As the flooding scenario subsided, the next exercise began when a scenario of a 10 kiloton improvised nuclear device was detonated in downtown Phoenix, affecting as many as 57,000 people.
Local emergency first responders arrived on scene and began rescue efforts. Once they were on scene and had found that their own resources had been exhausted, they turned to others for assistance.
“The first responders typically respond to an emergency situation within 5 minutes on a day-to-day basis,” said Mike Reichling, the public information officer for the Tempe Fire Department. “This scenario creates circumstances where the incident has gone beyond the resources of the local responders, so we must request assistance from the national system where the military steps in.”
National Guard civil support teams, chemical companies and medical groups from Arizona, California, Colorado, Nevada, Minnesota, Utah, and Montana participated in this part of the exercise.
Although, the training was condensed to three days for scenario purposes, the participating states were given a few extra days to set up and prepare.
“What we wanted to do, since this was going to actually be a two-day exercise, was to bring everyone in early on to begin planning and establishing the staff,” Salinas said. “As the flood scenario ended, the 10Kt IND detonated and I had everyone ready to go so we can flow smoothly from the flood to the bomb exercise.”
At this stage of the event, the state emergency response was activated and additional help was requested, which is protocol for the Emergency Management Assistant Compacts.
“All of the governors in the United States have signed this document, which enables states to share resources quickly when we have an incident so we don’t waste time,” Salinas said. “We always try to solve the problem at the lowest level first, but as a situation grows is when we must turn to those other resources.”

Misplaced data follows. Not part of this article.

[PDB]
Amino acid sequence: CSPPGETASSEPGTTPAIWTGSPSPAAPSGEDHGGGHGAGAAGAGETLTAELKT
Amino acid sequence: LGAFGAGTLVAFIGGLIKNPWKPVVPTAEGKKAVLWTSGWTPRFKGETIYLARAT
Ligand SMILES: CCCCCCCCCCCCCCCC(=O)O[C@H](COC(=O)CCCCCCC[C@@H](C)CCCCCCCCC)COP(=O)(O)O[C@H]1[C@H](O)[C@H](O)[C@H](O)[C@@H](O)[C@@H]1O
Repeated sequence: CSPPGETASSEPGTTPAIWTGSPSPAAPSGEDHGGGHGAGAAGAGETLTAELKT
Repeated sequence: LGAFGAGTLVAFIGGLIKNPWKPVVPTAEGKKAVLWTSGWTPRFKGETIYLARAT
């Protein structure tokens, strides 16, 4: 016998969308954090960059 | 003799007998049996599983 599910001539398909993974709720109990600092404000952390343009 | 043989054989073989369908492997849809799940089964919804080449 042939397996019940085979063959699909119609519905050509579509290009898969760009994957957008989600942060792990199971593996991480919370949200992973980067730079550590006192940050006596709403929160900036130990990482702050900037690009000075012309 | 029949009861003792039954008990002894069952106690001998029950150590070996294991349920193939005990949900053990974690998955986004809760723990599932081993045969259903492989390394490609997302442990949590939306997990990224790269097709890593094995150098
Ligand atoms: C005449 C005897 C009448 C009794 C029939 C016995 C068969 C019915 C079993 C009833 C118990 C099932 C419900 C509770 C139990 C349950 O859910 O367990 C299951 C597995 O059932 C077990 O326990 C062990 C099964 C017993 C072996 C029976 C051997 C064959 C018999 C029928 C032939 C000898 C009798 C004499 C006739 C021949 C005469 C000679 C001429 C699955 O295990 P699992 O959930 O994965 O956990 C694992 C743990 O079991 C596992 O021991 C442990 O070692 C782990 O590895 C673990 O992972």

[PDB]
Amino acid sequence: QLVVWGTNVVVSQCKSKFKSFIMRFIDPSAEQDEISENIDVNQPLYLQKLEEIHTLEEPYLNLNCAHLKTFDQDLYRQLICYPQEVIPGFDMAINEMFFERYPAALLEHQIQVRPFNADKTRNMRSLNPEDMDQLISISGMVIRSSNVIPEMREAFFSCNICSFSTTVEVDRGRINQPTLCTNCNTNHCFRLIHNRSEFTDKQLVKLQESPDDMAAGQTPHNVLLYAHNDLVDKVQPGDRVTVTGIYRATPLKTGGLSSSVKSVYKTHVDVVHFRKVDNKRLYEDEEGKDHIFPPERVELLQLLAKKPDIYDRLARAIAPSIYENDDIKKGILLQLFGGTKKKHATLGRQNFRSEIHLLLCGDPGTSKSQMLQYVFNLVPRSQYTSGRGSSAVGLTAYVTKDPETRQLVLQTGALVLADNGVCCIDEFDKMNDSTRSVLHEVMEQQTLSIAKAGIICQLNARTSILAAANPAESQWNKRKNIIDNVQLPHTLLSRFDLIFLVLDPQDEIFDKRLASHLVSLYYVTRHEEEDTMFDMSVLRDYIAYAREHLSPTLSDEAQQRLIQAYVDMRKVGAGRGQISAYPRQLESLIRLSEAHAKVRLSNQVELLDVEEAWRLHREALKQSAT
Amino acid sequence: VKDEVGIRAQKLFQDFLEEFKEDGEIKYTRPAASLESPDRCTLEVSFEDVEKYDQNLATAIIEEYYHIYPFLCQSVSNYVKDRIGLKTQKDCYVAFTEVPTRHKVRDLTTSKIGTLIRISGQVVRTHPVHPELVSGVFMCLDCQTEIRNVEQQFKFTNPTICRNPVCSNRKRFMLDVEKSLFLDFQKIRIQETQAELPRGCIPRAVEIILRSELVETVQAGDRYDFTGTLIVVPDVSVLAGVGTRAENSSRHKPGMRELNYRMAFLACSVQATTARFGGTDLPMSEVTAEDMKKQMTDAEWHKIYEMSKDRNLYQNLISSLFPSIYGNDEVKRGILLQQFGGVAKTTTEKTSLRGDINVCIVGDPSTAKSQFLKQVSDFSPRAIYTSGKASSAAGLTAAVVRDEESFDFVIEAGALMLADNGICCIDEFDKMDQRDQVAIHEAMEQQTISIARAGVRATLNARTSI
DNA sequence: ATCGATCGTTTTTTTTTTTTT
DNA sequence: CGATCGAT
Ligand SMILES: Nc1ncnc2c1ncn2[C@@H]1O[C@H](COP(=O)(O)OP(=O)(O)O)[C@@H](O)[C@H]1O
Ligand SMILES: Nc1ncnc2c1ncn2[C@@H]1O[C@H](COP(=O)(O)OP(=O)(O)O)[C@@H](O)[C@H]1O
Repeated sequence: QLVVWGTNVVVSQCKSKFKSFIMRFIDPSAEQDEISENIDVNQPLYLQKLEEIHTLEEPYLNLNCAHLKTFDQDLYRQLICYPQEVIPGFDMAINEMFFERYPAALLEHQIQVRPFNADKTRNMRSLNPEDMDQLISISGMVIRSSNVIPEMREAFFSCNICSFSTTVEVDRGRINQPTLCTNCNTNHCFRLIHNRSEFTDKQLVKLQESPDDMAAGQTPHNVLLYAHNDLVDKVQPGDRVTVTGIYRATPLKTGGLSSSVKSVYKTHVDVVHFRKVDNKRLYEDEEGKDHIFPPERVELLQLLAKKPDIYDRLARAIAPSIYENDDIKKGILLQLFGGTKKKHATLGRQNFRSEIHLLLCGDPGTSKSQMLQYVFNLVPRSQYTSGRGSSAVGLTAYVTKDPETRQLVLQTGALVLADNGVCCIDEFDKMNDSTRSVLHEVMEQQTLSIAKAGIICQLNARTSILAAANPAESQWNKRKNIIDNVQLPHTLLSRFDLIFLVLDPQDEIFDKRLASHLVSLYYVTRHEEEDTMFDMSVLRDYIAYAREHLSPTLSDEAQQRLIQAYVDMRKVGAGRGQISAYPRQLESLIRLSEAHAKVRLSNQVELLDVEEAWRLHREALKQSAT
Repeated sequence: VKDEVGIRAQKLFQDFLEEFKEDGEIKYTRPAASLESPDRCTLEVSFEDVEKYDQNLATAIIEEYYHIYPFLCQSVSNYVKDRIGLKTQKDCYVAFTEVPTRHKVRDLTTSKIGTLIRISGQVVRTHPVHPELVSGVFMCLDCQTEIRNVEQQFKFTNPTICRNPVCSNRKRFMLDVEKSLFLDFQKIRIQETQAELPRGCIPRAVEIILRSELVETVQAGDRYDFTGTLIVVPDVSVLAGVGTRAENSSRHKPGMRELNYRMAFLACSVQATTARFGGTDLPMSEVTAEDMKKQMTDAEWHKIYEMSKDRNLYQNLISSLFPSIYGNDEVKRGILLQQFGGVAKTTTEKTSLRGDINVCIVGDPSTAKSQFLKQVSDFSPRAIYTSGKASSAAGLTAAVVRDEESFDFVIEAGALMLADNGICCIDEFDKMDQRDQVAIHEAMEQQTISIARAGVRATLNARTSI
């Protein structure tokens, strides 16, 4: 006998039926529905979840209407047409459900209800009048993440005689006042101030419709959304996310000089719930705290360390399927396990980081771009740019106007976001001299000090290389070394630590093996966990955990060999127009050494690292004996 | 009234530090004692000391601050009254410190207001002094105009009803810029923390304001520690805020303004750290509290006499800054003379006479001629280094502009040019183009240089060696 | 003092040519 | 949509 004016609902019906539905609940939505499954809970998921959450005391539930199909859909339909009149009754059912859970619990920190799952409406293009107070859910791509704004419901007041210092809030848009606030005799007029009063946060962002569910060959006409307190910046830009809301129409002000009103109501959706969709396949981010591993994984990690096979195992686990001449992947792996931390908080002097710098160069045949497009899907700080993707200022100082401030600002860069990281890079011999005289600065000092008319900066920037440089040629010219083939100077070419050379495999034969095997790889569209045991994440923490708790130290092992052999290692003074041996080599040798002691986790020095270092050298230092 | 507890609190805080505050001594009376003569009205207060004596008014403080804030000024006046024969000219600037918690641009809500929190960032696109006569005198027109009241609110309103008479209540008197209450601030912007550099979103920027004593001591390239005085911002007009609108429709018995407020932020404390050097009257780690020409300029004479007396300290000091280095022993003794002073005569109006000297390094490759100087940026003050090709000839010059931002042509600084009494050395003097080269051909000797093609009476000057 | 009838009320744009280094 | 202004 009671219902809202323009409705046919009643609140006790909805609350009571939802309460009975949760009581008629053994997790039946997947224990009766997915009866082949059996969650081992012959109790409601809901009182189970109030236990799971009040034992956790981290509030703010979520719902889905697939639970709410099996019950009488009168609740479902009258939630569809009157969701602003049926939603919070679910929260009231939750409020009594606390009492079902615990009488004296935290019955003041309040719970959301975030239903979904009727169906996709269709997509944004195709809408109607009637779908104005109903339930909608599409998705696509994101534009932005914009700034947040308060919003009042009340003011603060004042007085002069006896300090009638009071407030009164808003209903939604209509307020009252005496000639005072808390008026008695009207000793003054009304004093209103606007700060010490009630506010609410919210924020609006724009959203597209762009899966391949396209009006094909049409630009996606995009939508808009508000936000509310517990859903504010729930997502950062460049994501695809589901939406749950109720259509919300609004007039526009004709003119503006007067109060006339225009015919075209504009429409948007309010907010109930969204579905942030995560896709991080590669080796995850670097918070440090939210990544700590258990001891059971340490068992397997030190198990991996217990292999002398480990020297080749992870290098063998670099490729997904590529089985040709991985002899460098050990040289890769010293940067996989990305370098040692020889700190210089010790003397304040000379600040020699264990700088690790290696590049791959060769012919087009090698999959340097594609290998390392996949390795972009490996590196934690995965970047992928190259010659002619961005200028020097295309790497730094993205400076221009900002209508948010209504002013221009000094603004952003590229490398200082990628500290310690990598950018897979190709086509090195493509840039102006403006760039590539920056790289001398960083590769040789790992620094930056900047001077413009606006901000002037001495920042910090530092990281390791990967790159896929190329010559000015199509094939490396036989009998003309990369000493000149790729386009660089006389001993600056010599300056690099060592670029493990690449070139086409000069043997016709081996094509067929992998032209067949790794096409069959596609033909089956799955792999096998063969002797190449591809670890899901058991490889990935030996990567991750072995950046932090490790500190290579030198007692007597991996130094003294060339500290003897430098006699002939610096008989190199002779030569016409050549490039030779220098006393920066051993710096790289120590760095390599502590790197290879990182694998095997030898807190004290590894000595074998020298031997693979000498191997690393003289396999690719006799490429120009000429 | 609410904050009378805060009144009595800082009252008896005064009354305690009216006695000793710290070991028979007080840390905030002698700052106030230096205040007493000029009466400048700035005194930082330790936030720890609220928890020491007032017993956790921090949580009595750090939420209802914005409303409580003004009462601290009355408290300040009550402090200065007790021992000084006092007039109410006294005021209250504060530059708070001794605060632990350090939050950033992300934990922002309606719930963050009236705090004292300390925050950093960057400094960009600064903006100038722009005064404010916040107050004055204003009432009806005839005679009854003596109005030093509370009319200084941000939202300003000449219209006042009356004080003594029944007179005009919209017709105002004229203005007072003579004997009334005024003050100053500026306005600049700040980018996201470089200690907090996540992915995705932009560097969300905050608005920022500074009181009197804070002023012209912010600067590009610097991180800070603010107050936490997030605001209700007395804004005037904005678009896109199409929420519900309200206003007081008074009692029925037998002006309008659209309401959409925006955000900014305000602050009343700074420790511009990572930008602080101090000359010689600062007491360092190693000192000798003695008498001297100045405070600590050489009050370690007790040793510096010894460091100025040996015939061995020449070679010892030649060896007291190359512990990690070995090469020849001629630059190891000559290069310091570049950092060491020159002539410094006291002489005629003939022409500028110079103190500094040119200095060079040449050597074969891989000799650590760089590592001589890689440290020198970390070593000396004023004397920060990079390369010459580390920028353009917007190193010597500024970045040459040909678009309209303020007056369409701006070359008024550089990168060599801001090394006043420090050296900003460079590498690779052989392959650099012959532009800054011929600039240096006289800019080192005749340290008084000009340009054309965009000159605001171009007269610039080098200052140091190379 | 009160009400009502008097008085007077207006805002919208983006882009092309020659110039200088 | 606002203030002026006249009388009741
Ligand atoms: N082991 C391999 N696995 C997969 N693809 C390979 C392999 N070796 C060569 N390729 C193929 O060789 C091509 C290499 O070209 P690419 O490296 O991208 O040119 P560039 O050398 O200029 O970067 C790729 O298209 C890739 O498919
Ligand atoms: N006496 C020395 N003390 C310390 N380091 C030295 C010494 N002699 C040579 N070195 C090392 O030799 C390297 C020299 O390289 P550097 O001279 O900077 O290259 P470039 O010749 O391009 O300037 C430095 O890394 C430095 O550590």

While hundreds of volunteers acting as role-play injured laid on the ground or ran around screaming for help, agency personnel set up a perimeter with decontamination and medical tents ready for incoming wounded.
As rescue missions began, where – for safety reasons – mannequins were used to stage a trapped victims, special rescue teams from NG units were sent in to assist with these efforts.
“As part of our role with the chemical, biological, radiological and nuclear enhanced response force package, we support local first responders and the Federal Emergency Management Agency in the event of a disaster,” said Air Force Tech. Sgt. David Brown, a medic with the 140th Medical Group from the Colorado National Guard. “My goal is to go in with a search and extraction team and provide medical intervention and do whatever it takes to stabilize a person who is injured.”
Because each agency and military unit may have their own methods of communicating and commanding, this was a part of the exercise that took extra time to launch.
“We have to work hard in making sure all our communications are maintained and that we can all understand the different services’ and departments’ communication capabilities and terminologies,” Gutierrez said. “If we don’t have that communication established, then the teamwork cannot be sustained.”
Just as in any other event that can occur, preparing is an essential part of knowing what to do in the event of an emergency and when thousands of lives are at stake, it is imperative that the agencies who come to the rescue already know how to work together, which minimizes confusion.
“The time to build relationships isn’t two o’clock in the morning, the time is now,” Reichling said. “Bringing all the leaders and troops together during a controlled environment this is how we build those relationships and we understand how each entity works.”